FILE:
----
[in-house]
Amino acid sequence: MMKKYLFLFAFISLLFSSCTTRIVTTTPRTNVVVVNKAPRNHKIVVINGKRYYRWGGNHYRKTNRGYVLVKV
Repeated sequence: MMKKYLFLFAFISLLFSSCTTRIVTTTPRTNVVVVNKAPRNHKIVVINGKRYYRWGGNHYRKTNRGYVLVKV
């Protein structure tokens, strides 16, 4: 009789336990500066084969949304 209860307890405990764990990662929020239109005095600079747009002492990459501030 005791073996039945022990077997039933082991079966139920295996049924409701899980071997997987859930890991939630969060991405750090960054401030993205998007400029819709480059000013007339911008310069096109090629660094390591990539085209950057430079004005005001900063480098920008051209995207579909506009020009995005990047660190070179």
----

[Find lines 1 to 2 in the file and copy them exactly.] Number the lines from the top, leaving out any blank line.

[in-house]
Amino acid sequence: MMKKYLFLFAFISLLFSSCTTRIVTTTPRTNVVVVNKAPRNHKIVVINGKRYYRWGGNHYRKTNRGYVLVKV